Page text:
Turning Pine Cones Into Cocktails

How a mixologist and Maryland farmer are combining forces to make unique libations.

The Bluebird Cocktail Room in Baltimore is using pine cone syrup, harvested by a local farmer, for its new gin cocktail, the blacksmith.
Photography by Justin Tsucalas

When Jon Shaw started to focus on selling his produce to restaurants, he realized that many establishments wanted to buy from local farms but simply couldn’t get the vegetables they needed from them in winter months.

So the Maryland farmer started investing in season extension infrastructure, building hoop houses, a large heated greenhouse and a hydroponic unit. This gave his farm—Karma Farm—the ability to sell fresh produce throughout the year. He also started experimenting with different crops in varying environments, leading him to grow “some pretty unusual items” for the area and time of year.

This experimentation caught the attention of Paul Benkert, owner of Baltimore’s Bluebird Cocktail Room, who is constantly on the lookout for new ingredients to infuse into his drinks.

“Sometimes things work and sometimes things don’t, but we always try something to see if we can get a good flavor out of it,” Benkert says. “For bartenders, everyone’s trying to take an obscure ingredient and almost force it into a drink. I’m very aware that a lot of times they don’t taste very good.”


Paul Benkert is on the lookout for new ingredients to infuse into his cocktails. Photo by Justin Tsucalas.

Shaw and Benkert now share a symbiotic relationship, in which the farmer supplies some of the mixologist’s unusual requests for his botanically influenced menu.

One of those requests was for fresh, unripened pine cones. Benkert wanted to use the sap in pine cones to make a syrup for a new gin cocktail. He says this type of syrup is much deeper in flavor than a maple syrup and is traditional in Scandinavian countries.

Shaw had trees with pine cones on his farm, but he had no idea how to get them down. One day this summer, a strong wind storm solved that problem, bringing down a large pine tree on the edge of Shaw’s property.

The farmer and his wife were able to scrounge 40 to 50 pounds of pine cones for Benkert, who is using them in drinks this fall and winter. Benkert says that it was a win for both of them, as he got a good product out of it and the farmer got a bit of added income.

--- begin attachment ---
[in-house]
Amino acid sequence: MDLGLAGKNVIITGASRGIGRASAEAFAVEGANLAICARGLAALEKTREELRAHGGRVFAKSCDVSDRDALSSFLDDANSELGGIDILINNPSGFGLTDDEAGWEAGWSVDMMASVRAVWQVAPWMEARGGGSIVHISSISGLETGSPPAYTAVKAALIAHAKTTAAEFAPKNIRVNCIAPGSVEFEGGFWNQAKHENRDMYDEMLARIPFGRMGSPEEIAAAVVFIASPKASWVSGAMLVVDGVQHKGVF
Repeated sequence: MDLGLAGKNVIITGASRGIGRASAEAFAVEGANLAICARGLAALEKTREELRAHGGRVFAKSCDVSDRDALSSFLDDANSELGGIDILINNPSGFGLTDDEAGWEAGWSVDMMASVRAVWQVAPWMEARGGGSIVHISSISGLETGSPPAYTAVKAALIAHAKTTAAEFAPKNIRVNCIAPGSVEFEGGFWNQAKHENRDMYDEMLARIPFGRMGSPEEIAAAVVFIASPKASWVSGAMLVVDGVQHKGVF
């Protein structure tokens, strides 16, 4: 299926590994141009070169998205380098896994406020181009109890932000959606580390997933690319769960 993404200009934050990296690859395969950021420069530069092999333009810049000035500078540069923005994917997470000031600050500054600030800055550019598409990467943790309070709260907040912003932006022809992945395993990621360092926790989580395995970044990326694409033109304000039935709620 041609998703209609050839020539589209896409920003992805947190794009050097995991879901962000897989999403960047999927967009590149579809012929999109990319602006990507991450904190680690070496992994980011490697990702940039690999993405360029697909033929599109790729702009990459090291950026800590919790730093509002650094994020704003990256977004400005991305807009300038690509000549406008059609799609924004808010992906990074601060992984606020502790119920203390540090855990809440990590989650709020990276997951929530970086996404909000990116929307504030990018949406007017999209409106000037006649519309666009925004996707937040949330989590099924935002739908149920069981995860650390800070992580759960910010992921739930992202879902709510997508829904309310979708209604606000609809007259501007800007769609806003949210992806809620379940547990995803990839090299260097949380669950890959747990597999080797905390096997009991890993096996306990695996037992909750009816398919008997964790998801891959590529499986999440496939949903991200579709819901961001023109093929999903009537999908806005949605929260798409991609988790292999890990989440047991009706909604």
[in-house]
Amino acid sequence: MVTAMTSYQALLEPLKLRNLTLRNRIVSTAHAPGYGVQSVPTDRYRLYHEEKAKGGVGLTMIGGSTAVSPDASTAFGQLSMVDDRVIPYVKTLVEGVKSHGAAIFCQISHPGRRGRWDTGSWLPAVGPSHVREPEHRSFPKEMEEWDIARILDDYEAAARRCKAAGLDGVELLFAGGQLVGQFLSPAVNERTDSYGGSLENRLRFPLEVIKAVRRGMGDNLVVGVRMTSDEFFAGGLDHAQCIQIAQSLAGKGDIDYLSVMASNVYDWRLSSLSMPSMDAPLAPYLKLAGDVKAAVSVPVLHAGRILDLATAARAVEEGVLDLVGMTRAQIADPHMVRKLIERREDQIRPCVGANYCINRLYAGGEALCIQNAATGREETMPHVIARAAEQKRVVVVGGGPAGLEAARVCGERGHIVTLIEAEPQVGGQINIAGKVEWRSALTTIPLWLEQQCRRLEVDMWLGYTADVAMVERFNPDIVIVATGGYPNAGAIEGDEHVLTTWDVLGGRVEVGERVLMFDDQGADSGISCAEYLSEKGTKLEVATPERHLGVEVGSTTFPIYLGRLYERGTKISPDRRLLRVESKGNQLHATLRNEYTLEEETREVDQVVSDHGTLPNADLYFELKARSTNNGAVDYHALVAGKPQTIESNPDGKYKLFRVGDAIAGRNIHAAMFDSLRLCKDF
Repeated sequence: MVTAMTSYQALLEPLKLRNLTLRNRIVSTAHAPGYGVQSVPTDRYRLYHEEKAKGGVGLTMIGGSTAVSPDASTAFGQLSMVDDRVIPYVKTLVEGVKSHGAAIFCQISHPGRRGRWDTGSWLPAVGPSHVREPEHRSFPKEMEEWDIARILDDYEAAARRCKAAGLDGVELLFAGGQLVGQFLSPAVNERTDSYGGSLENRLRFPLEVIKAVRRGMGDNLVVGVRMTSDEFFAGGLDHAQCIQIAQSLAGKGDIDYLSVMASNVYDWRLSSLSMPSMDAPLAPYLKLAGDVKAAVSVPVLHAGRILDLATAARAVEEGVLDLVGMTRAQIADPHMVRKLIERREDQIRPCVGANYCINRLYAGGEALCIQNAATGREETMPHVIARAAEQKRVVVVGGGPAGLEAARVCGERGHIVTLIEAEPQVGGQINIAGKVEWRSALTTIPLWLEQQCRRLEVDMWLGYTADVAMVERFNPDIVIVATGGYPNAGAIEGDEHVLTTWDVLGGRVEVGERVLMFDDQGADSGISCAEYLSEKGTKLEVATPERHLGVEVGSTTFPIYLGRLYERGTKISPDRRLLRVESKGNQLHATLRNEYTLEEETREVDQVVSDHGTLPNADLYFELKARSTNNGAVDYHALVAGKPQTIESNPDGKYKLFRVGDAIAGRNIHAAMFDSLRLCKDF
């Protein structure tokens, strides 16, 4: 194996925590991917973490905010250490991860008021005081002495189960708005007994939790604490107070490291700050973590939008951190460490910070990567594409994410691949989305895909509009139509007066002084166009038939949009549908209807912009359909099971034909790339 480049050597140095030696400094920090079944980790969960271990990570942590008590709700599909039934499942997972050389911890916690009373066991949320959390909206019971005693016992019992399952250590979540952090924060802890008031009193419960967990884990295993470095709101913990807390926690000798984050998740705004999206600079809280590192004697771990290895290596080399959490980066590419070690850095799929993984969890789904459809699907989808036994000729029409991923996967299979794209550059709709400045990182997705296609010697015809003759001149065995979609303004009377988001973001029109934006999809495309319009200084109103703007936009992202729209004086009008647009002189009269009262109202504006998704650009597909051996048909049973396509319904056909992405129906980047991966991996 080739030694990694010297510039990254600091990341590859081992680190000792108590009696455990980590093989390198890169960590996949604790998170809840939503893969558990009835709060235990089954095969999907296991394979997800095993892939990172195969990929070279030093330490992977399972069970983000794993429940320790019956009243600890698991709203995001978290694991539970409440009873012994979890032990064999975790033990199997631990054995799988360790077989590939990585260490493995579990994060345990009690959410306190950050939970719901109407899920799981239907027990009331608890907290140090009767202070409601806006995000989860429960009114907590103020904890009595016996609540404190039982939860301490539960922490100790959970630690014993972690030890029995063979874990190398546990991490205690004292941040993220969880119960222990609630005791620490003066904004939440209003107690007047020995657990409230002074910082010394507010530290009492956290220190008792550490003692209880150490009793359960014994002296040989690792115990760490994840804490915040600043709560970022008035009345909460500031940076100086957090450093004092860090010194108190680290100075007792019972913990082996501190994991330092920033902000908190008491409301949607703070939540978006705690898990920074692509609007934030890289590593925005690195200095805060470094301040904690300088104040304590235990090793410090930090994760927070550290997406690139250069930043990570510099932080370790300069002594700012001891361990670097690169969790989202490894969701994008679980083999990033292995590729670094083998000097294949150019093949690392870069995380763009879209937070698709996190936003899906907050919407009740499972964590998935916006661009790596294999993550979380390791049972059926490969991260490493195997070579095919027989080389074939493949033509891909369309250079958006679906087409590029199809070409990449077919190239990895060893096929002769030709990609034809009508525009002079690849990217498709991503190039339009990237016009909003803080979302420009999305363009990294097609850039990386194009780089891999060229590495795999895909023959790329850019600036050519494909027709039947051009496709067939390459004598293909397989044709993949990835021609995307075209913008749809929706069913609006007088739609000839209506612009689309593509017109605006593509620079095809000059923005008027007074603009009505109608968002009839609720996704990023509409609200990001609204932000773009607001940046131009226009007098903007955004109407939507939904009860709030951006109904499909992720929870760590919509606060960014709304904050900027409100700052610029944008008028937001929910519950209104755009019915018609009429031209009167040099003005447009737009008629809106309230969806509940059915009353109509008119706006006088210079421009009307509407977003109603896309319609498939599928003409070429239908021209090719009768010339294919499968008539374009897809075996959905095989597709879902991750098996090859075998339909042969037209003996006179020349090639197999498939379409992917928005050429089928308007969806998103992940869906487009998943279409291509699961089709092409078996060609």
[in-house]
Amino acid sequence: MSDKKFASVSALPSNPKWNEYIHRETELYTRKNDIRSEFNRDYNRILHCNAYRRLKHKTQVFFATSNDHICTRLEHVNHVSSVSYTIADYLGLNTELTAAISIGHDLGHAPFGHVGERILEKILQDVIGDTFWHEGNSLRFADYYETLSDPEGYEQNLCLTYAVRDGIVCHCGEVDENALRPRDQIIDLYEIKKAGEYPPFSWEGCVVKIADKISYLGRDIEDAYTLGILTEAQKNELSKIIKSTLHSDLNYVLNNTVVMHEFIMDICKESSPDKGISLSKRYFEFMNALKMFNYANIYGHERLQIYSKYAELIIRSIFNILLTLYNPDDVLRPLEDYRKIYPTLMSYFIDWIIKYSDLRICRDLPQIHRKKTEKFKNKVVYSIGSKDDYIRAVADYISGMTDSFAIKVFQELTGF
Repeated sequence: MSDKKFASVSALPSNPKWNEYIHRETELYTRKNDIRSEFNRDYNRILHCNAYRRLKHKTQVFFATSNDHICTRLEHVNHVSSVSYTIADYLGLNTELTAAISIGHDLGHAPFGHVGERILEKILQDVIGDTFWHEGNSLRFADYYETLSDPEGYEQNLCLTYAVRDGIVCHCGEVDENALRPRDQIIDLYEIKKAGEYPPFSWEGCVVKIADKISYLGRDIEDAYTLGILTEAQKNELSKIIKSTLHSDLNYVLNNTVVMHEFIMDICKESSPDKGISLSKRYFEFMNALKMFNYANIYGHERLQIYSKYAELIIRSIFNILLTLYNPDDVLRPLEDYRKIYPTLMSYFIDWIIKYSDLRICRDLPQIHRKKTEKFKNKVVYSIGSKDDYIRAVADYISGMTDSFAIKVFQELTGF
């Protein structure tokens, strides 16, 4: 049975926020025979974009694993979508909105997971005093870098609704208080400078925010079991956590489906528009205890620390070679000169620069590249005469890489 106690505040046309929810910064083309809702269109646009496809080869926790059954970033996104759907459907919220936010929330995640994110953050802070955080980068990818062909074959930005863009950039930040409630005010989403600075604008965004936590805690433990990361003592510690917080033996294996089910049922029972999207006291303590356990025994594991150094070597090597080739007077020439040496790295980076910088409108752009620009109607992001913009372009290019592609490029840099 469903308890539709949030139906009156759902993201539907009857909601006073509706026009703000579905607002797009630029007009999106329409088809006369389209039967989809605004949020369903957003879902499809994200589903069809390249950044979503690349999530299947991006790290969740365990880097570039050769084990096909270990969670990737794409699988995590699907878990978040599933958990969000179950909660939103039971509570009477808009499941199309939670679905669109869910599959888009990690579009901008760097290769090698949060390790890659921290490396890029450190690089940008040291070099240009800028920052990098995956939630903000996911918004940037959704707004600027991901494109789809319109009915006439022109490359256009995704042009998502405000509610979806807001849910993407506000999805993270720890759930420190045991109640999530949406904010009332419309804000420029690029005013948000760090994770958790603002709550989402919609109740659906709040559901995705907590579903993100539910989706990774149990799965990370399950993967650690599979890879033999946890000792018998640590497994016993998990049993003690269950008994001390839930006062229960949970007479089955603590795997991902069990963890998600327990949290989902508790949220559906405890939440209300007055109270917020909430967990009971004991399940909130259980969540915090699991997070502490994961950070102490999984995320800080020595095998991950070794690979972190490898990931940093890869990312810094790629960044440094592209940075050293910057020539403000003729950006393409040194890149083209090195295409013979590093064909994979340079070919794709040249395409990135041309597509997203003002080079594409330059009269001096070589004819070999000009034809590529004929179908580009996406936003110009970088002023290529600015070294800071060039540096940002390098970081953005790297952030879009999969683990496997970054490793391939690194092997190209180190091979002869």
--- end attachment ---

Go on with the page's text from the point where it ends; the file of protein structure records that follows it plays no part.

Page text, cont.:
Benkert says people are generally curious about where their food comes from, but they don’t ask the same of their drinks. He has hundreds of bottles of liquor on his shelves, and yet customers rarely ask what vegetable or plant went into a certain drink, or where the sugar came from that went into them. He hopes his cocktails will push people to start asking those questions.

As for Shaw, he enjoys the challenge that often comes with Benkert’s requests.

“It gets a little boring just growing two thousand pounds of potatoes,” he says.

Photo by Justin Tsucalas

Below is a recipe for the pine cone syrup and one of the bar’s cocktails that incorporates it.  

Pine cone syrup recipe:
(1) Fill a pot with harvested green pine cones
(2) Cover pine cones completely with water
(3) Bring to a boil, then turn off heat and let steep for 30 minutes, or up to 24 hours in the refrigerator for stronger flavor. (Watch out, it gets bitter quickly.)
(4) Strain liquid from cones
(5) Pour liquid into pot with turbinado sugar (2:1 ratio pine water to sugar)
(6) Reduce by half on medium heat, refrigerate up to a month

Note: For a more intense flavor and longer shelf life, reduce by 85 percent just before caramelization.

Barr Hill Tom Cat Gin (juniperus), Pine cone syrup (pinus lambertiana)
2.0 oz Barr Hill Tom Cat Gin
.50 oz pine cone syrup
Served in a double rocks glass

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1 year ago

what kind of pine cones are these? Maybe Hemlock? small cones?